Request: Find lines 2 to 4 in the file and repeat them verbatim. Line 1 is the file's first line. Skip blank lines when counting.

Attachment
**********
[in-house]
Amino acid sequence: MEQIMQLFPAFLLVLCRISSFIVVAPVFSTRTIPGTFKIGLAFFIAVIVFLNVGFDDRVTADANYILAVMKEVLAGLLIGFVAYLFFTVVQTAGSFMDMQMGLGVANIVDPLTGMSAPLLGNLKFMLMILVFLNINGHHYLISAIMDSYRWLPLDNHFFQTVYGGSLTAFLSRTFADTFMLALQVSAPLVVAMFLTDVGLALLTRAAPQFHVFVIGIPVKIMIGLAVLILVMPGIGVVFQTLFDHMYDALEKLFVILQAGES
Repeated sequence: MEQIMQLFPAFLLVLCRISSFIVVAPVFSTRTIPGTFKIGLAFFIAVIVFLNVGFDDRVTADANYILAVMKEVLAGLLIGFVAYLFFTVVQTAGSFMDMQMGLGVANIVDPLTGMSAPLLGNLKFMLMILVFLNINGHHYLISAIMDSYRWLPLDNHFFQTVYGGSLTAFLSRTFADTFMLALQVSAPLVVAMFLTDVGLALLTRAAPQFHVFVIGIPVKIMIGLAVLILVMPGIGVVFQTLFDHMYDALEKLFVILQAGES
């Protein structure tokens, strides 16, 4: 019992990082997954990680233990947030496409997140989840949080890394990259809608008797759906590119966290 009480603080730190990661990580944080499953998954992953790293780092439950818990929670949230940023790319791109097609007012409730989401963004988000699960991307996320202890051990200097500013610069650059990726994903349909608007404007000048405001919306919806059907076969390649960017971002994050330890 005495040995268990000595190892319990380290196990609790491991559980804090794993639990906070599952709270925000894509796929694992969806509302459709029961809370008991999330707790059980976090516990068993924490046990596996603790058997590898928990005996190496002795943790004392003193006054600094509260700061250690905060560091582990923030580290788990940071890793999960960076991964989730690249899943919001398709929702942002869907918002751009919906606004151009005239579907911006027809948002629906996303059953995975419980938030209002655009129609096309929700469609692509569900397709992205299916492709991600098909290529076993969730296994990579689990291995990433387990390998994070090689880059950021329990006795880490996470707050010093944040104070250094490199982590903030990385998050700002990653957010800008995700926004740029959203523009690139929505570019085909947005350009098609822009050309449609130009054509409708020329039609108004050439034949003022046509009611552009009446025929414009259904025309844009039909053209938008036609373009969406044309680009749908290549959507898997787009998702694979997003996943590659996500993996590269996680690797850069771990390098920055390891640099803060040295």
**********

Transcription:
Amino acid sequence: MEQIMQLFPAFLLVLCRISSFIVVAPVFSTRTIPGTFKIGLAFFIAVIVFLNVGFDDRVTADANYILAVMKEVLAGLLIGFVAYLFFTVVQTAGSFMDMQMGLGVANIVDPLTGMSAPLLGNLKFMLMILVFLNINGHHYLISAIMDSYRWLPLDNHFFQTVYGGSLTAFLSRTFADTFMLALQVSAPLVVAMFLTDVGLALLTRAAPQFHVFVIGIPVKIMIGLAVLILVMPGIGVVFQTLFDHMYDALEKLFVILQAGES
Repeated sequence: MEQIMQLFPAFLLVLCRISSFIVVAPVFSTRTIPGTFKIGLAFFIAVIVFLNVGFDDRVTADANYILAVMKEVLAGLLIGFVAYLFFTVVQTAGSFMDMQMGLGVANIVDPLTGMSAPLLGNLKFMLMILVFLNINGHHYLISAIMDSYRWLPLDNHFFQTVYGGSLTAFLSRTFADTFMLALQVSAPLVVAMFLTDVGLALLTRAAPQFHVFVIGIPVKIMIGLAVLILVMPGIGVVFQTLFDHMYDALEKLFVILQAGES
């Protein structure tokens, strides 16, 4: 019992990082997954990680233990947030496409997140989840949080890394990259809608008797759906590119966290 009480603080730190990661990580944080499953998954992953790293780092439950818990929670949230940023790319791109097609007012409730989401963004988000699960991307996320202890051990200097500013610069650059990726994903349909608007404007000048405001919306919806059907076969390649960017971002994050330890 005495040995268990000595190892319990380290196990609790491991559980804090794993639990906070599952709270925000894509796929694992969806509302459709029961809370008991999330707790059980976090516990068993924490046990596996603790058997590898928990005996190496002795943790004392003193006054600094509260700061250690905060560091582990923030580290788990940071890793999960960076991964989730690249899943919001398709929702942002869907918002751009919906606004151009005239579907911006027809948002629906996303059953995975419980938030209002655009129609096309929700469609692509569900397709992205299916492709991600098909290529076993969730296994990579689990291995990433387990390998994070090689880059950021329990006795880490996470707050010093944040104070250094490199982590903030990385998050700002990653957010800008995700926004740029959203523009690139929505570019085909947005350009098609822009050309449609130009054509409708020329039609108004050439034949003022046509009611552009009446025929414009259904025309844009039909053209938008036609373009969406044309680009749908290549959507898997787009998702694979997003996943590659996500993996590269996680690797850069771990390098920055390891640099803060040295």